During implementation planning:

  • The project develops substantial details about the specific implementation approach that will be used to execute the project.
  • The project usually releases an RFP for requisite solution vendor services.
  • The project’s planning documents are revised to establish scope, schedule, and budget baselines.
  • The detailed project management plan is updated as appropriate vendor services are procured and as needed, throughout the remainder of the project lifecycle.

With EIS concurrence, agencies may execute a contract for the Solution Contractor prior to Stage Gate 3 endorsement to assist in detailed project planning. However, agencies and their contractors may not begin project execution work before receiving Stage Gate 3 endorsement from EIS/P3.

From the perspective of a project's authorized budget, Stage Gate 3 endorsement may be needed to support the release of funding for project execution.

Work activity to prepare for Stage Gate 4 endorsement corresponds to a project’s execution, where the organization implements the plans that were developed in Stages 1, 2, and 3, delivers the functionality described in the project requirements documents and vendor Statement(s) of Work, and prepares project tracking and close-out artifacts.

During execution, EIS/P3 expects:

  • Projects to submit monthly status reports to EIS/P3.
  • Any significant change to scope or change to schedule or budget baseline of +- 10% requires submission of updated project artifacts and re-endorsement from EIS/P3.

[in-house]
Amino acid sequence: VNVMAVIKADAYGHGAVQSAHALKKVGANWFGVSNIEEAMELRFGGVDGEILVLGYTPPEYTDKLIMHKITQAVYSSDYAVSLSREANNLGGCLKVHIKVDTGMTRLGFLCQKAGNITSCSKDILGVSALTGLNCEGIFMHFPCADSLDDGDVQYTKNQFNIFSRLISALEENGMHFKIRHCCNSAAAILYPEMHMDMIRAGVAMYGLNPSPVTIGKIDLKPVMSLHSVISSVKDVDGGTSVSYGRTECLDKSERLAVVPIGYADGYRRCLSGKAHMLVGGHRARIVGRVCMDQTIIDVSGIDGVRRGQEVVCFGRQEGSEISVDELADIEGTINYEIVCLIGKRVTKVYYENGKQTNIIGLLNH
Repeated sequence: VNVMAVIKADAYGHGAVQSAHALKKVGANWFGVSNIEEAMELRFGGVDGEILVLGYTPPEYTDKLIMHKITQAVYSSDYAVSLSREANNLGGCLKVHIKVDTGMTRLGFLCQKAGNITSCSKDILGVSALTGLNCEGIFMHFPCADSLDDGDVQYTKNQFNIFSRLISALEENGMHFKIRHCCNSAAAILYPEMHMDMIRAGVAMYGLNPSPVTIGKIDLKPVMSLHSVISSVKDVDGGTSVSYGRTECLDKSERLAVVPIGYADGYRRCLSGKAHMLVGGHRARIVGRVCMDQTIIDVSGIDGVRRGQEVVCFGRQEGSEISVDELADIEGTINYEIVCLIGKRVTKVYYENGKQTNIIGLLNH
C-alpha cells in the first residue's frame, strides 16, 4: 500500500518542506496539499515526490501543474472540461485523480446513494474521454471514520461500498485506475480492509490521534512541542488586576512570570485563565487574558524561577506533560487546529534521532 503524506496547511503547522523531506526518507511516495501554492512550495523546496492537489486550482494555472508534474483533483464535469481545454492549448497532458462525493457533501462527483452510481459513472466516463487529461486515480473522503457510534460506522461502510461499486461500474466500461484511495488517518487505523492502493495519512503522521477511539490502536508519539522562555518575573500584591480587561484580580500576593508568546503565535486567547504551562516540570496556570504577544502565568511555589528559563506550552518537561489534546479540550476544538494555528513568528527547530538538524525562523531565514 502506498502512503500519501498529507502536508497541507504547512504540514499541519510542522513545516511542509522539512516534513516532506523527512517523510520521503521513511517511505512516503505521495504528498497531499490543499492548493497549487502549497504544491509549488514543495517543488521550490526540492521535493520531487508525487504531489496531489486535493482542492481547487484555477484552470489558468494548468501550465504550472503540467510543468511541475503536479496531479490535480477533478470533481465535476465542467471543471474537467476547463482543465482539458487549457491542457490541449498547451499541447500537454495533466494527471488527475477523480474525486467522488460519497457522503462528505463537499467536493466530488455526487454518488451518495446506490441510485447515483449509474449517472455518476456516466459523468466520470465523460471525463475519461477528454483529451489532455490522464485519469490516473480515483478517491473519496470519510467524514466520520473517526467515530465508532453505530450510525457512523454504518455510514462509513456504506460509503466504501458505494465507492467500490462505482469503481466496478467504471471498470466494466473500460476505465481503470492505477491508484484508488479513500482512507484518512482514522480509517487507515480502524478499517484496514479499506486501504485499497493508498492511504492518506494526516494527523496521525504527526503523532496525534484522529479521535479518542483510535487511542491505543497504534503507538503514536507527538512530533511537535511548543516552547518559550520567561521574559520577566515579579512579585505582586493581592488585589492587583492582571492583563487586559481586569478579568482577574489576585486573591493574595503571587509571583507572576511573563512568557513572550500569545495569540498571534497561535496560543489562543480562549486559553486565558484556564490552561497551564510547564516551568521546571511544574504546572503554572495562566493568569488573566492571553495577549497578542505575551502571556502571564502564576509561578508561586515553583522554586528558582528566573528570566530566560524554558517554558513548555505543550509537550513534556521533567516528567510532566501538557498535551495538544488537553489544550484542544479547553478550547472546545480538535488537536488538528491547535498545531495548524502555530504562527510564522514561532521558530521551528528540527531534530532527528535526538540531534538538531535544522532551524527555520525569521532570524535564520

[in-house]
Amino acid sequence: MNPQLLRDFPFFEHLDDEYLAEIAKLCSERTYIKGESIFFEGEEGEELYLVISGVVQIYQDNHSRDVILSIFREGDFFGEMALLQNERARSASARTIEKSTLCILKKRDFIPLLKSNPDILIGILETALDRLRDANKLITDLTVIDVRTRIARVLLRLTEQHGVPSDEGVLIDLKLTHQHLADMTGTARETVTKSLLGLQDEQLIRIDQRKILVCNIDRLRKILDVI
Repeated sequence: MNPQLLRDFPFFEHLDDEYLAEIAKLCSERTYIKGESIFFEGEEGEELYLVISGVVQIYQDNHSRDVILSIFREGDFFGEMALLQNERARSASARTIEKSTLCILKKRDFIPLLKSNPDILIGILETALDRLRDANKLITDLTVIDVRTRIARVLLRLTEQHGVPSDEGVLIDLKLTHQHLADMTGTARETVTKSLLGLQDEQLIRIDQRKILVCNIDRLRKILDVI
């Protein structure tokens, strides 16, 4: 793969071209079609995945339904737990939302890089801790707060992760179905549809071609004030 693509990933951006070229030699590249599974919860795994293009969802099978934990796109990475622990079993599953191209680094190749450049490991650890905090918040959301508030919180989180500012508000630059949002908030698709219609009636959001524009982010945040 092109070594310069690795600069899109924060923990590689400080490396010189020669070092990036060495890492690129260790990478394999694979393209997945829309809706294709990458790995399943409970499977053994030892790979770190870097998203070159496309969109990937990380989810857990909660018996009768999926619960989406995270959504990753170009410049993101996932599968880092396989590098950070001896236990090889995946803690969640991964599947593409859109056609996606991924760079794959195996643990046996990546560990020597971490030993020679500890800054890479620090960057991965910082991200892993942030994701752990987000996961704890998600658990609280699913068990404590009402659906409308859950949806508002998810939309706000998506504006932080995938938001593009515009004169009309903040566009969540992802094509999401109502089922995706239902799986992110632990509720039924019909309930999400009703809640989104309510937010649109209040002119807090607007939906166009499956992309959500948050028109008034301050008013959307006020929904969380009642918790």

• An appropriate and documented level of internal quality assurance activity by the agency project team.
  • If independent quality management services (iQMS) are engaged, iQMS deliverables will be shared with the people identified in statute (ORS 276A.223(5)(a)) and uploaded into the PPM tool after acceptance. The scope of reviews must include items identified under 107-004-030 in the General Requirement section, #8.

At project close, EIS/P3 will provide a Stage Gate 4 endorsement memorandum (which may contain additional conditions that must be satisfied). Stage 4 endorsement will rely on appropriate transition and operations/maintenance planning, lessons-learned and close-out documentation.

Previous Stage Gate oversight model prior to June 2020